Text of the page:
Etymology
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dyne (n.)

in physics, the metric unit of force, 1873, from a specialized scientific use of of Greek dynamis "power" (see dynamic (adj.)); perhaps also influenced by French dyne, which had been proposed c. 1842 as a unit of force in a different sense.

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isodynamic (adj.)
"having equal power or force," 1827, from iso- "the same, equal" + dynamic (adj.).
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vigor (n.)
c. 1300, "physical strength, energy in an activity," from Anglo-French vigour, Old French vigor "force, strength" (Modern French vigueur), from Latin vigorem (nominative vigor) "liveliness, activity, force," from vigere "be lively, flourish, thrive," from PIE root *weg- "to be strong, be lively."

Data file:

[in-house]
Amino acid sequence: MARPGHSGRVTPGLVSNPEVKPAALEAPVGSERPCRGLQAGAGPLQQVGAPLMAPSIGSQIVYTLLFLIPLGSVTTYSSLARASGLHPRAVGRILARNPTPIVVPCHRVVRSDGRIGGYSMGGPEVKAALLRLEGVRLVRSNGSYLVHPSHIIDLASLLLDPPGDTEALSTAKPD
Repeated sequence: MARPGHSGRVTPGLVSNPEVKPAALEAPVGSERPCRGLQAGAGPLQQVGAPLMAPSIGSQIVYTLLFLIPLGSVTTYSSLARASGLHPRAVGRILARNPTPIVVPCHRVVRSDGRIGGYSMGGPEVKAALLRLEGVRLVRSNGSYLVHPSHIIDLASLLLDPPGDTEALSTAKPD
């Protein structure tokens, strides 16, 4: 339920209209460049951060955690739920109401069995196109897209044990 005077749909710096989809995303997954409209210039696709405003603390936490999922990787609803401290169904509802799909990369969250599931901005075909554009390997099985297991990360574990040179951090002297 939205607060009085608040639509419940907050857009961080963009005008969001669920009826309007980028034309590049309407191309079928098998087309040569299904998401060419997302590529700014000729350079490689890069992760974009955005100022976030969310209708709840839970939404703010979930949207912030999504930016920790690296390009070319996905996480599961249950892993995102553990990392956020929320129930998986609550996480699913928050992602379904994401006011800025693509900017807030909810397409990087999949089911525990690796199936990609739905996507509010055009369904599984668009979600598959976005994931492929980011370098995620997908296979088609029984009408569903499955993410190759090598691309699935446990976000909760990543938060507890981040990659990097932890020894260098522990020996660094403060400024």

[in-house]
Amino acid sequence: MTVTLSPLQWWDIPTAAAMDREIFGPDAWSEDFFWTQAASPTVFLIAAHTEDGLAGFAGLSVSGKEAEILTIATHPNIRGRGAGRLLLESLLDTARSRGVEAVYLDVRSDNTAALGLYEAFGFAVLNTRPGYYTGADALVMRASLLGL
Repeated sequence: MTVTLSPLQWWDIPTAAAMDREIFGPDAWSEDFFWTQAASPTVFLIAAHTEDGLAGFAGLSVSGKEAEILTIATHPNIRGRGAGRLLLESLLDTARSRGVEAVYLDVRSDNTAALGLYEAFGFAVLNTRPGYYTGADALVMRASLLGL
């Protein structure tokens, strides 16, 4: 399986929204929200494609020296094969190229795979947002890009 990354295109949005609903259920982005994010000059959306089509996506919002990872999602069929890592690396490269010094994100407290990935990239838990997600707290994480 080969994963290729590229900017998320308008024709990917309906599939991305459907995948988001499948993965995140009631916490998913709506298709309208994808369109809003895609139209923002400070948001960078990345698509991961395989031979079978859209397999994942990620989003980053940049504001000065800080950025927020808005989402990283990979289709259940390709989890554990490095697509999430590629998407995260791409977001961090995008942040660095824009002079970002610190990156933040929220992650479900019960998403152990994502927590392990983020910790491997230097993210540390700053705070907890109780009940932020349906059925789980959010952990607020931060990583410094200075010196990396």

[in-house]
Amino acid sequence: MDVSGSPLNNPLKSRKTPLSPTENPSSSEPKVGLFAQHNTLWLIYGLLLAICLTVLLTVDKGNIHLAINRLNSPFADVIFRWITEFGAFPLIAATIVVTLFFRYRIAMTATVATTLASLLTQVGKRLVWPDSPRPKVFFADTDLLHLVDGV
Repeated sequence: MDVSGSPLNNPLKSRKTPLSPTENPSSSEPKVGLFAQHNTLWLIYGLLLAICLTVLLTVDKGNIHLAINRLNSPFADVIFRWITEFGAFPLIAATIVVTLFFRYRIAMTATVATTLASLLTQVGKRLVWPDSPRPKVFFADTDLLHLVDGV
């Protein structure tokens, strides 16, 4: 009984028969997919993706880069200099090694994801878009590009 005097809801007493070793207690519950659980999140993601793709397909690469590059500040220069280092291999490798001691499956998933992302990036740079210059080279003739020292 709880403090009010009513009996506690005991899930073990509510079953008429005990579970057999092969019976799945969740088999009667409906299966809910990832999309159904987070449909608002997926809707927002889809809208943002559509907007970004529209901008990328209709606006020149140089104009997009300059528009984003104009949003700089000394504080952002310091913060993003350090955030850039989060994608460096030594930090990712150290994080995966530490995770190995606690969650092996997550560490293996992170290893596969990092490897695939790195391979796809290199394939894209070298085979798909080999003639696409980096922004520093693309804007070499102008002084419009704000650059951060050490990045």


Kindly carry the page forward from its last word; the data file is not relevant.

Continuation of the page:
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eon (n.)

1640s, from Late Latin aeon, from Greek aiōn "age, vital force; a period of existence, a lifetime, a generation; a long space of time," in plural, "eternity," from PIE root *aiw- "vital force, life, long life, eternity." Related: Eonian; eonic.

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vitality (n.)
1590s, from Latin vitalitatem (nominative vitalitas) "vital force, life," from vitalis "pertaining to life" (see vital).
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gavage (n.)
"force-feeding of poultry for market," 1889, from French gavage, from gaver "to stuff" (17c.; see gavotte).
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Gaza 
Arabic form of Hebrew 'az "force, strength." Gaza Strip was created by the division of 1949.
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zippy (adj.)
1904, from zip (n.) "energy, force" (1900, from zip (v.1)) + -y (2).
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plunder (n.)

"goods taken from an enemy by force; act or action of plundering," 1640s, from plunder (v.).

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telling (adj.)
"having effect or force," 1852, past-participle adjective from tell (v.).
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